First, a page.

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Teladoc went public in 2015. Photo: MayApps207 / Wikimedia Creative Commons

Teladoc, a company that connects patients with doctors via video and phone, recently disclosed it has serious accounting problems tied to "stock-based compensation." Teladoc directed Axios to an investor relations firm after repeated inquiries, and the outside firm has not responded.

Why it matters: The health care industry views virtual care as an important way to treat common ailments in lower-cost settings. But Teladoc is the largest telemedicine company; its new blunders, on top of a long track record of losses, don't inspire confidence.

Key quote: "Management identified a material weakness relating to the accounting for certain fourth-quarter 2017 awards of stock-based compensation with unique or different terms than the company's standard stock awards," according to Teladoc's annual filing.

  • Executives did not address the accounting problems on the company's investor call.
  • Teladoc spent almost $31 million on stock-based pay in 2017.
  • Accounting employees will undergo "renewed training" on how to book stock awards, and the company has made other vague changes to its financial reporting, per the filing.
  • Teladoc hopes the problems will be fixed by the end of March, but there's no guarantee the company will avoid having to restate its finances.

The bottom line: Teladoc has lost $239 million since 2015, the year it went public.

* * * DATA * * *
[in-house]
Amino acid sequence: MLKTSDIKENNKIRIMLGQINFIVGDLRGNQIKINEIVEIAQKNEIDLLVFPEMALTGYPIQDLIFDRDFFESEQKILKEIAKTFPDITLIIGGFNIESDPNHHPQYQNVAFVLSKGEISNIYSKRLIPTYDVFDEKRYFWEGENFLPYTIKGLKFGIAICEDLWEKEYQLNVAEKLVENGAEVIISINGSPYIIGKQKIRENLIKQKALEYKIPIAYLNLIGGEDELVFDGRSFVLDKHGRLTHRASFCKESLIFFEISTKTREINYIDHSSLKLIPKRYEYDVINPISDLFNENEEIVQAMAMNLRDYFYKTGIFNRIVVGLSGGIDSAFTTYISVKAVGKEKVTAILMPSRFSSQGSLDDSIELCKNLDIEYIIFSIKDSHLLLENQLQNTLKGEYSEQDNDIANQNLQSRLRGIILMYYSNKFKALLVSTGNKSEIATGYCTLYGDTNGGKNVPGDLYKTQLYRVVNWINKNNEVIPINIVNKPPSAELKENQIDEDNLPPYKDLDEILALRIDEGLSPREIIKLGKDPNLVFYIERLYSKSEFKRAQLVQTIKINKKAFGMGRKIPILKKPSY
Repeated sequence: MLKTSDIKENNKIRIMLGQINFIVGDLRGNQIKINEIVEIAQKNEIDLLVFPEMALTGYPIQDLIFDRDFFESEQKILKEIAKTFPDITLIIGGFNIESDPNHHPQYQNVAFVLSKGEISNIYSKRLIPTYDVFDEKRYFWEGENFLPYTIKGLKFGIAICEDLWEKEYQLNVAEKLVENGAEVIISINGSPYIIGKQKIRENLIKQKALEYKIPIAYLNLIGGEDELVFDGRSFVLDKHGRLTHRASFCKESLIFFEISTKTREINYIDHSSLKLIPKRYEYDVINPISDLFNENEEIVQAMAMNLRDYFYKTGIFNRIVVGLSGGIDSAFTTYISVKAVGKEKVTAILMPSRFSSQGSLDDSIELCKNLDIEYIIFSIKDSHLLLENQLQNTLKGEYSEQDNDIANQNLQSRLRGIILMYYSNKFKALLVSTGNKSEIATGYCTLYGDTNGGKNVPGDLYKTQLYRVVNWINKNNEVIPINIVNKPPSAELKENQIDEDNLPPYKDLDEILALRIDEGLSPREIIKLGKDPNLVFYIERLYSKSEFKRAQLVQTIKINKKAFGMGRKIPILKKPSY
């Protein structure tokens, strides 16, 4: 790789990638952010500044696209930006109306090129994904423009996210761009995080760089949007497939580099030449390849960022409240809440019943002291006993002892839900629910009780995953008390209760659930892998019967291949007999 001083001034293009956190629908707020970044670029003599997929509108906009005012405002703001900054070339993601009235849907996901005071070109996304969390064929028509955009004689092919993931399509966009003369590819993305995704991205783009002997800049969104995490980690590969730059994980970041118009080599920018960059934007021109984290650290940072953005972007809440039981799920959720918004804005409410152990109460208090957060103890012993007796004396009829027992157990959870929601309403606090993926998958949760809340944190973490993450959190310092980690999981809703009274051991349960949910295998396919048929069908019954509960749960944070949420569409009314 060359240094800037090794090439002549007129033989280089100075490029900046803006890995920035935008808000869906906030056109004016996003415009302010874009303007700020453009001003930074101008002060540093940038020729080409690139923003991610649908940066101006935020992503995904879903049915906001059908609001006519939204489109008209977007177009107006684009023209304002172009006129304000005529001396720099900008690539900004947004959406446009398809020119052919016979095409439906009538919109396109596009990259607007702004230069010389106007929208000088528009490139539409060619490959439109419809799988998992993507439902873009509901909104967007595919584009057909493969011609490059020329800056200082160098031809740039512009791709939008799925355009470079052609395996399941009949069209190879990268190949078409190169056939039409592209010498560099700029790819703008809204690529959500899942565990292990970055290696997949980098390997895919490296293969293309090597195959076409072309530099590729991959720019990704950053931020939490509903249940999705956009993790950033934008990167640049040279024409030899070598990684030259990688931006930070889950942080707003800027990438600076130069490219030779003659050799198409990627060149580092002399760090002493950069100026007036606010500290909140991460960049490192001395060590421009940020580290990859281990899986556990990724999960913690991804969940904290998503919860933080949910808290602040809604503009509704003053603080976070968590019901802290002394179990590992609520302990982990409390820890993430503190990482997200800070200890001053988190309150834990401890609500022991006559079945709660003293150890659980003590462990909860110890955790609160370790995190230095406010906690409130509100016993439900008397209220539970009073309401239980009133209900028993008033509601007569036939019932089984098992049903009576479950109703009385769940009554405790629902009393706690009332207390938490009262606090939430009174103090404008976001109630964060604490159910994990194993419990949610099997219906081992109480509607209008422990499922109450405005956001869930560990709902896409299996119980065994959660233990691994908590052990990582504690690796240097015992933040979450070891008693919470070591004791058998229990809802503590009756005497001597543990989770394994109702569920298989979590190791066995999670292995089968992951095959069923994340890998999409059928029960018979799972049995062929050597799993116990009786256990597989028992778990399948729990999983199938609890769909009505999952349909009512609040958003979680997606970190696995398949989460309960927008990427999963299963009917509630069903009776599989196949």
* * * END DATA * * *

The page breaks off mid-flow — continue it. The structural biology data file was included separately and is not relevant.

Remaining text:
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20 mins ago - Politics & Policy

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Joe Biden. Photo: Chip Somodevilla / Getty Images

President-elect Joe Biden promised to invoke the Defense Production Act to increase vaccine manufacturing, as he outlined a five-point plan to administer 100 million COVID-19 vaccinations in the first months of his presidency.

Why it matters: With the Center for Disease Control and Prevention warning of a more contagious variant of the coronavirus, Biden is trying to establish how he’ll approach the pandemic differently than President Trump.

A new Washington

Photo: Stefani Reynolds/Getty Image

D.C. Mayor Muriel Bowser said Friday that the city should expect a "new normal" for security — even after President-elect Biden's inauguration.

The state of play: Inaugurations are usually a point of celebration in D.C., but over 20,000 troops are now patrolling Washington streets in an unprecedented preparation for Biden's swearing-in on Jan. 20.

Mike Pence calls Kamala Harris to offer congratulations and help

Mike Pence. Photo: Chip Somodevilla via Getty

Vice President Mike Pence called Vice President-elect Kamala Harris on Thursday to congratulate her and offer assistance in the transition, the New York Times first reported.

Why it matters: The belated conversation came six days before the inauguration after a contentious post-election stretch. President Trump has neither spoken with President-elect Joe Biden, nor explicitly conceded the 2020 election.